Configure IIS For RAD Server With Windows PowerShell

All of the needed files should be in place now to run RAD Server from within IIS. For the next step you will need to run a PowerShell script which you can do from within Windows PowerShell.

  1. Click the Start menu in Windows
  2. Type PowerShell
  3. Right click on Windows PowerShell
  4. Finally click Run as Administrator

Once you have the PowerShell command prompt open you can either run the below script by pasting it into the PowerShell window or you can create a reusable script by pasting the script into Windows Notepad, saving it as RADServerConfigIIS.ps1, and then executing the script from the PowerShell command prompt:  .RADServerConfigIIS.ps1

#Set location of your site. 
$SiteName = "RADServer"
$Port = "8080"
$DriveSitePath = ("$env:systemdriveinetpub"+$SiteName)
$AppPool = $SiteName
$IISEMSPath = "IIS:sites"+$SiteName+"emsserver"
$DriveEMSPath = $DriveSitePath+"emsserver"
$DLLPath = $DriveEMSPath+"EMSServer.dll"

#Create an application pool and website 
New-WebAppPool -Name $AppPool
New-WebSite -Name $SiteName -Port $Port -PhysicalPath $DriveSitePath -ApplicationPool $AppPool

# Allow EMS website to override server-wide handler configurations
Set-WebConfiguration //System.webServer/handlers -metadata overrideMode -value Allow -PSPath IIS:/ -verbose

# Allow execute permissions for the EMS handler
Set-WebConfiguration -filter "/system.webServer/handlers/@AccessPolicy" -PSPath $IISEMSPath -value "Read, Script, Execute" -verbose

# Set up the EMS handler
Set-WebHandler -Name "ISAPI-dll" -Path "*.dll" -PSPath $IISEMSPath -RequiredAccess Execute -ScriptProcessor $DLLPath -ResourceType File -Modules IsapiModule -Verb '*'

# Create the EMS web app
New-WebApplication -Name "emsserver" -Site $SiteName -PhysicalPath $DriveEMSPath -ApplicationPool $AppPool

# Add exception to ISAPI and CGI Restrictions
Add-WebConfiguration -pspath 'MACHINE/WEBROOT/APPHOST' -filter "system.webServer/security/isapiCgiRestriction" -value @{description='

# Enable 32-bit applications
set-itemProperty IIS:apppools$AppPool -name "enable32BitAppOnWin64" -Value "true"

# Optional: Allow CORS
#Add-WebConfigurationProperty //system.webServer/httpProtocol/customHeaders  $IISEMSPath -AtIndex 0 -Name collection -Value @{name='Access-Control-Allow-Origin';value='*'}

Let’s walk through the PowerShell script above which creates a RAD Server website and application within IIS. In the first section we create a variable named $SiteName which corresponds to the site name in IIS. The $Port variable is the port you want the site to run on and the script defaults to port 8080. The $DriveSitePath variable is the path to your C:inetpubRADServer directory. The $AppPool variable is set to the $SiteName variable. The $IISEMSPath variable is a path to your emsserver directory within IIS. The $DriveEMSPath variable contains the path to your C:inetpubRADServeremsserver directory. And finally, $DLLPath contains the path to your C:inetpubRADServeremsserverEMSServer.dll file.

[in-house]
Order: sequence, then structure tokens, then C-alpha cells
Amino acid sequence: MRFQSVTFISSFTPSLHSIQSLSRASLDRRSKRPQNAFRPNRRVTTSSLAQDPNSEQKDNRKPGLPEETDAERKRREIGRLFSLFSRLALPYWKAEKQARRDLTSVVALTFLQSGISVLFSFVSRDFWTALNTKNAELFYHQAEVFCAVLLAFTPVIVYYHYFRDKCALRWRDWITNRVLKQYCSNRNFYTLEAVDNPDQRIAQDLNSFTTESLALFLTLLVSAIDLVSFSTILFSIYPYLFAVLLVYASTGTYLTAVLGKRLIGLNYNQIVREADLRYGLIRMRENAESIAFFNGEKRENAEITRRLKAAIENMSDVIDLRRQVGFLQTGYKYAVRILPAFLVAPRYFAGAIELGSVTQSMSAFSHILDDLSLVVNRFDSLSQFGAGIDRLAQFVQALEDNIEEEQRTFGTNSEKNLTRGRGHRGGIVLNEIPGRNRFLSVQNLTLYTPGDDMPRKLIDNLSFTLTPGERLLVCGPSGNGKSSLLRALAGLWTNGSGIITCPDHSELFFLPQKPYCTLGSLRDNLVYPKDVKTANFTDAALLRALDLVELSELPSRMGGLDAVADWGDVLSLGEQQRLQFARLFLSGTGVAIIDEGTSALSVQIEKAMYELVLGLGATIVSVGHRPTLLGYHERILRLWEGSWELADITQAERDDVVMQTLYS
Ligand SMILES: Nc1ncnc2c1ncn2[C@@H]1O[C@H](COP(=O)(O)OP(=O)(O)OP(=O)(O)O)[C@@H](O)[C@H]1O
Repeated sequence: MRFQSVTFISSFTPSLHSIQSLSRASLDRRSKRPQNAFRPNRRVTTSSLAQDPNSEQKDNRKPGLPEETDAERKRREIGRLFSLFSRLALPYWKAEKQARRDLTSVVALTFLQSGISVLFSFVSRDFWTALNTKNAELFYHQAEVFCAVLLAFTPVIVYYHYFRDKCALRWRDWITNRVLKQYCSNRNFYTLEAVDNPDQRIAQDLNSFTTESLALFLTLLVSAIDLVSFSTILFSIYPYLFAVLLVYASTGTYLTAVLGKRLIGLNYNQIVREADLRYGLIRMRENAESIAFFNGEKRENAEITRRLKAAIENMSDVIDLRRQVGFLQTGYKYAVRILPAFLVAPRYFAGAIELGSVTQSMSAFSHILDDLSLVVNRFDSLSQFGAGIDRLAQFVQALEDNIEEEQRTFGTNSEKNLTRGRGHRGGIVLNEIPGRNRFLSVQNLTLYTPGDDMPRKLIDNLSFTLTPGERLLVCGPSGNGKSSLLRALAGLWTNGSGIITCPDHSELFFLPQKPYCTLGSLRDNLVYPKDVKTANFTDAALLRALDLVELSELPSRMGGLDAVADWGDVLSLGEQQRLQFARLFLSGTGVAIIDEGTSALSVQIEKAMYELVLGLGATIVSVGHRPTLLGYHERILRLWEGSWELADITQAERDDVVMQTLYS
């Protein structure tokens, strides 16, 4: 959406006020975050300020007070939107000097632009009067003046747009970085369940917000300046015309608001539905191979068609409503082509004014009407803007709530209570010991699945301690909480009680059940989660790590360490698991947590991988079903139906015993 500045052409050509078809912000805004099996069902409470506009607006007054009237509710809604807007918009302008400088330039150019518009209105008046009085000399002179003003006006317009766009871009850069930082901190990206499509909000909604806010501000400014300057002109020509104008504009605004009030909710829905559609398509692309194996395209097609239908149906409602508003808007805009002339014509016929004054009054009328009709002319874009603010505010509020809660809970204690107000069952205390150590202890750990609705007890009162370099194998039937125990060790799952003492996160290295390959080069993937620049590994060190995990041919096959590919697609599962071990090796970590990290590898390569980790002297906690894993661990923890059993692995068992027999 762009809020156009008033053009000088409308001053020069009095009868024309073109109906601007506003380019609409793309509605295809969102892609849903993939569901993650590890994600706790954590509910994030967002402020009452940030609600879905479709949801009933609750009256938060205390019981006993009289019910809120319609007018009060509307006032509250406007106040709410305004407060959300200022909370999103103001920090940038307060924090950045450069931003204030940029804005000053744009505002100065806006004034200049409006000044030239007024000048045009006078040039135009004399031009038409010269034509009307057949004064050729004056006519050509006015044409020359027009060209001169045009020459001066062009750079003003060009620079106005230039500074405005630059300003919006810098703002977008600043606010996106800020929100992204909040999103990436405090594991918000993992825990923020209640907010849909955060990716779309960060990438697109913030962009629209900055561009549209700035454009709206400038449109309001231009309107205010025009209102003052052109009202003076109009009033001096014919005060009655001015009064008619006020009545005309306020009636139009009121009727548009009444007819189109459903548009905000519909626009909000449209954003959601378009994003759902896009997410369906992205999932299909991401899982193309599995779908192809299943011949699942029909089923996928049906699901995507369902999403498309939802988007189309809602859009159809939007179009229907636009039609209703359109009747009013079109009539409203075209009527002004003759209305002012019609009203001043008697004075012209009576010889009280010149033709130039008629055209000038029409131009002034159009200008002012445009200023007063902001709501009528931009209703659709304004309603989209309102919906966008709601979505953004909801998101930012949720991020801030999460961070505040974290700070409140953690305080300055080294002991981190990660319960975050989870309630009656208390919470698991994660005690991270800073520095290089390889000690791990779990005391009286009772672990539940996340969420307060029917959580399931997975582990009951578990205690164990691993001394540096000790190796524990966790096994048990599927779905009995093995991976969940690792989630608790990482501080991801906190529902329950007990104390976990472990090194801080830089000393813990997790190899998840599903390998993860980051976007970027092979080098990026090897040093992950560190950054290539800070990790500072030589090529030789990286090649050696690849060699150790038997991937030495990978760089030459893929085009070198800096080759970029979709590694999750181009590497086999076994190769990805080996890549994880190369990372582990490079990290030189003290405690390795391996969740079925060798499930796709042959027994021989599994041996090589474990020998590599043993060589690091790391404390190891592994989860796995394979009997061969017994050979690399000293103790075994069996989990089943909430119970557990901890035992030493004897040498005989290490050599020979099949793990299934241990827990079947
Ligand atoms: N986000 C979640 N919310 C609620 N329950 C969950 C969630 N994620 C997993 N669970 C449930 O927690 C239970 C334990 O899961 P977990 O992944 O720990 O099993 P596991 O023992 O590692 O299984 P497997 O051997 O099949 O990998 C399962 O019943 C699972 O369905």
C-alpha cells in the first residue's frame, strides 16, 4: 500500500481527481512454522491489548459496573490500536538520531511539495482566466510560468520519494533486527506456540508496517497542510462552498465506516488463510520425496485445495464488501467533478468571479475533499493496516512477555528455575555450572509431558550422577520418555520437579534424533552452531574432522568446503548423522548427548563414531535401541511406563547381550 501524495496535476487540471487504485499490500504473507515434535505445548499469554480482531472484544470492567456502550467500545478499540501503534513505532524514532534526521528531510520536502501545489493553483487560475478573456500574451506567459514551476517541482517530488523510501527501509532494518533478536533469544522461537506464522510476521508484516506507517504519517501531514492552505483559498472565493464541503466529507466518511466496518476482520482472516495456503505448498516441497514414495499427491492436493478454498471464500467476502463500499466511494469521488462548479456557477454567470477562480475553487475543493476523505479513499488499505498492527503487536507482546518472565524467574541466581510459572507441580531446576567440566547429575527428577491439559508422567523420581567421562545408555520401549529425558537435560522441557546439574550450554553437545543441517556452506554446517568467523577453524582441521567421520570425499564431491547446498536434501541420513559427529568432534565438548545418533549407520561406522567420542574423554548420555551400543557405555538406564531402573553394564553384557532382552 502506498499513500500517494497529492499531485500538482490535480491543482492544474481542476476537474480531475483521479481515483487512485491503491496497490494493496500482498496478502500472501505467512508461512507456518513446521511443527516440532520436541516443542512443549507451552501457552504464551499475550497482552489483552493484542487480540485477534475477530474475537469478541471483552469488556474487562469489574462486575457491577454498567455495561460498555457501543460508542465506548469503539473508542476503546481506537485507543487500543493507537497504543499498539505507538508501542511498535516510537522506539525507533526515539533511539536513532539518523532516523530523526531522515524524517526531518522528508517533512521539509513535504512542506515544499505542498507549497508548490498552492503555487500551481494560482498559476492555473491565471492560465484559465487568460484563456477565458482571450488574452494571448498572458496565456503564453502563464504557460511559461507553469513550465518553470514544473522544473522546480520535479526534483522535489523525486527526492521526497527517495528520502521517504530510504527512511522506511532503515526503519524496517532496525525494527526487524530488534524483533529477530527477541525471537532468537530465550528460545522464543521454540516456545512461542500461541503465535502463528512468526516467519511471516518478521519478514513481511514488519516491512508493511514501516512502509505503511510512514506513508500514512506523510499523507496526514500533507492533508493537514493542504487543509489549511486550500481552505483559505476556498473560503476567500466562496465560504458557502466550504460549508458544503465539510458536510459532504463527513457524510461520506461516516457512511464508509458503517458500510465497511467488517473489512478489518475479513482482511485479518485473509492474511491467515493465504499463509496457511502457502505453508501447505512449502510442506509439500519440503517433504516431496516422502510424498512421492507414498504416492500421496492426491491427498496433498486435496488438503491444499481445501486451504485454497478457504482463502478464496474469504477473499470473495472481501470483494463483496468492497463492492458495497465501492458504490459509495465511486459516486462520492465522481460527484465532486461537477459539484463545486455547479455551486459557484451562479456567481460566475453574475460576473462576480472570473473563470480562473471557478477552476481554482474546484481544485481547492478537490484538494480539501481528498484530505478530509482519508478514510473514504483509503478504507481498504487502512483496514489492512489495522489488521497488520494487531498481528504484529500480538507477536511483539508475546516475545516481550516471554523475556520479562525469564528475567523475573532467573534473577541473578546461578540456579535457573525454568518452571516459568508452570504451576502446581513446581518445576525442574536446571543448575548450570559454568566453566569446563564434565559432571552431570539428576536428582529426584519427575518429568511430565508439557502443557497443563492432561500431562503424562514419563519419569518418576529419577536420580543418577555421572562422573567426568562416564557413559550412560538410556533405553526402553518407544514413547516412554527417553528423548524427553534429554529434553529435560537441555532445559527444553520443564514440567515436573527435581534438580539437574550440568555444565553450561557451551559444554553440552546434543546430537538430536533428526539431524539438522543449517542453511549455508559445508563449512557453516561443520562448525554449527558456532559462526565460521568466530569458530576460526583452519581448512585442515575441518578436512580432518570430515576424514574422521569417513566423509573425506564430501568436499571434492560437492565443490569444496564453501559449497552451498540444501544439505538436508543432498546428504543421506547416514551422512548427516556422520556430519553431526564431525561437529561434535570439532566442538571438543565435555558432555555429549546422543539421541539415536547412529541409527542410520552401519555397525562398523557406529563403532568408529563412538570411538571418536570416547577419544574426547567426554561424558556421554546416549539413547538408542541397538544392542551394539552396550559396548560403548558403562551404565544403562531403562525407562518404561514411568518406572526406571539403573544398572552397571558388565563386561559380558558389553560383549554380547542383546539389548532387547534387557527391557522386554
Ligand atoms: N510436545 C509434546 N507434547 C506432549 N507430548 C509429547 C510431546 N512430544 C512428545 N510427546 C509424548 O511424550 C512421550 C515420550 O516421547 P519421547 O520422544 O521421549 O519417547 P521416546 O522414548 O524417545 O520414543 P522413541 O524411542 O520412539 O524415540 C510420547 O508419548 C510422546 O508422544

New-WebAppPool creates a new application pool for the new website. New-WebSite creates the new website using the name set in the script. The two Set-WebConfiguration commands set up an access policy to allow the WebHandler that the script will create to run correctly. The Set-WebHandler command modifies the ISAPI-dll web handler in IIS within the emsserver directory and configures it to point at your EMSServer.dll file. The New-WebApplication command turns the emsserver directory into a new application using the new application pool. The Add-WebConfiguration command modifies the ISAPI and CGI Restrictions section at the root of your IIS configuration to add the EMSServer.dll as an allowed ISAPI. Finally, set-itemProperty sets the enable32BitAppOnWin64 setting on the Application Pool to True.

The final command in the script is optional and disabled by default. The  Add-WebConfigurationProperty command adds the Access-Control-Allow-Origin header to your emsserver application. This header can also be configured from within emsserver.ini. Be sure to only add this header in one place because otherwise your web server could be sending the same Access-Control-Allow-Origin header twice.

If everything has been configured correctly you should be able to visit http://localhost:8080/emsserver/EMSServer.dll/version in your web browser and receive a JSON response from RAD Server.

Deploy Custom Resource Modules

You can add your own custom resource modules by copying them to   the C:inetpubRADServeremsserver directory. Edit the C:inetpubRADServeremsserveremsserver.ini file and add your custom resource module to the Server.Packages section like you can see below:


C:inetpubRADServeremsserverProject1.bpl=My Project1 Resource Module


With that your RAD Server is setup and your module is deployed. The following links have more information to help you along the path on your RAD Server journey.